Don’t wait until you feel ready.  Get started.  Doors will begin to open and you will see things you never imagined.  The doors stay shut and hidden until you start.

We’re afraid to do something new because we don’t want to be bad at it.  It is better to be horrible at something the first time than when you’re more experienced, right?  Quit being afraid of the start.  Be horrible now so you can get better.

Fear of Success

I think this is my biggest hurdle.  I keep pulling myself back to where I think I should be.  I’m having a lot of trouble stretching my expectations for myself.  “Why not me?” is a way more helpful question than “why me?”.

Fear argues both sides.  Fear says, “Do it later.”  Fear also says, “It’s too late.”  The voices of doubt in your head get louder the closer you are to doing what you are supposed to be doing.  Take that as a sign you are on the right track.  Ignore them and press on.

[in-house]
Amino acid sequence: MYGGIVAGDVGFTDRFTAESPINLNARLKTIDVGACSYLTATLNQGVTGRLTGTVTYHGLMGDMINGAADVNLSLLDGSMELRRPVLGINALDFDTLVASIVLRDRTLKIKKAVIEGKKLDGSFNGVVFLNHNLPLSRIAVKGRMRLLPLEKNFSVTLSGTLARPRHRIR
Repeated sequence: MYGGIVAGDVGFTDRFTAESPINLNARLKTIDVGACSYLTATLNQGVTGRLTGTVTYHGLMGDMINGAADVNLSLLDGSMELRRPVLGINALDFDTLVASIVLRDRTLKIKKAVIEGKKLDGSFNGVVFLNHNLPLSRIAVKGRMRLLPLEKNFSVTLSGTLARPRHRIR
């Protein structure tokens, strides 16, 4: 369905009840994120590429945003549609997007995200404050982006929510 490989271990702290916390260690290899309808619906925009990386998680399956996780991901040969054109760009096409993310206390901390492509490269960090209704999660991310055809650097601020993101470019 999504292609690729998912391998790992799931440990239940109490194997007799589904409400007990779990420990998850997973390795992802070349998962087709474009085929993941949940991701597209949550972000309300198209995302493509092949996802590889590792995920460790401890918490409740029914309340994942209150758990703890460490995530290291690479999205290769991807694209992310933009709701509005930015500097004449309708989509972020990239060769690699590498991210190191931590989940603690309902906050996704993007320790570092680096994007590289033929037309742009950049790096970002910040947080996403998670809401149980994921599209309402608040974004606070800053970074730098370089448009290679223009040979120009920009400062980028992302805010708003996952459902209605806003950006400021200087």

The voices are not your friend.  Nobody’s internal voice is positive.  The voices are just trying  to keep you from getting hurt.  If you can’t get hurt, you can’t ever really grow.  It’s your choice.  Stay in your bubble or bust free!

Critics Math

1000 compliments + 1 insult = 1 insult

That’s how it feels.  Don’t focus on those that don’t follow your dream.  They have other lives to live.  Stay focused on your path.

“People who aren’t living out their dreams often take it as a personal attack when you dare to live out yours.” – Jon Acuff

Remind yourself that you’re on the right path by looking up how people have criticized your heroes.  The road sure isn’t lonely.  The dream is not for the haters.

If you’d like to read the other highlights from the Quitter Conference, you can find the posts here.

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About Raun Lauterbach

Optimistic realist, life enthusiast, outdoor cook, Midwest traveler, husband, father... Follow me: Twitter | Facebook | Get updates in your email